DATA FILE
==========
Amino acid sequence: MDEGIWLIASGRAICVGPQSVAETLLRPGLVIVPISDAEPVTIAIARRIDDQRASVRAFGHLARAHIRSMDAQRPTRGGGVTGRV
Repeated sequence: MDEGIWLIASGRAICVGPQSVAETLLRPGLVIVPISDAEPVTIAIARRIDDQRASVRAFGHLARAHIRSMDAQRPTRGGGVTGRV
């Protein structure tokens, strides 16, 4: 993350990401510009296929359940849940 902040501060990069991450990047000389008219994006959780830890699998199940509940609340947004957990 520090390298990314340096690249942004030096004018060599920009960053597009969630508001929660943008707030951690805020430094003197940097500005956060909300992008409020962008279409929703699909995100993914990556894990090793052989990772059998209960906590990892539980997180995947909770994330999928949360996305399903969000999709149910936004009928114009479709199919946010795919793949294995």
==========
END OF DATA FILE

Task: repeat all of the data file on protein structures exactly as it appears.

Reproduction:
Amino acid sequence: MDEGIWLIASGRAICVGPQSVAETLLRPGLVIVPISDAEPVTIAIARRIDDQRASVRAFGHLARAHIRSMDAQRPTRGGGVTGRV
Repeated sequence: MDEGIWLIASGRAICVGPQSVAETLLRPGLVIVPISDAEPVTIAIARRIDDQRASVRAFGHLARAHIRSMDAQRPTRGGGVTGRV
């Protein structure tokens, strides 16, 4: 993350990401510009296929359940849940 902040501060990069991450990047000389008219994006959780830890699998199940509940609340947004957990 520090390298990314340096690249942004030096004018060599920009960053597009969630508001929660943008707030951690805020430094003197940097500005956060909300992008409020962008279409929703699909995100993914990556894990090793052989990772059998209960906590990892539980997180995947909770994330999928949360996305399903969000999709149910936004009928114009479709199919946010795919793949294995």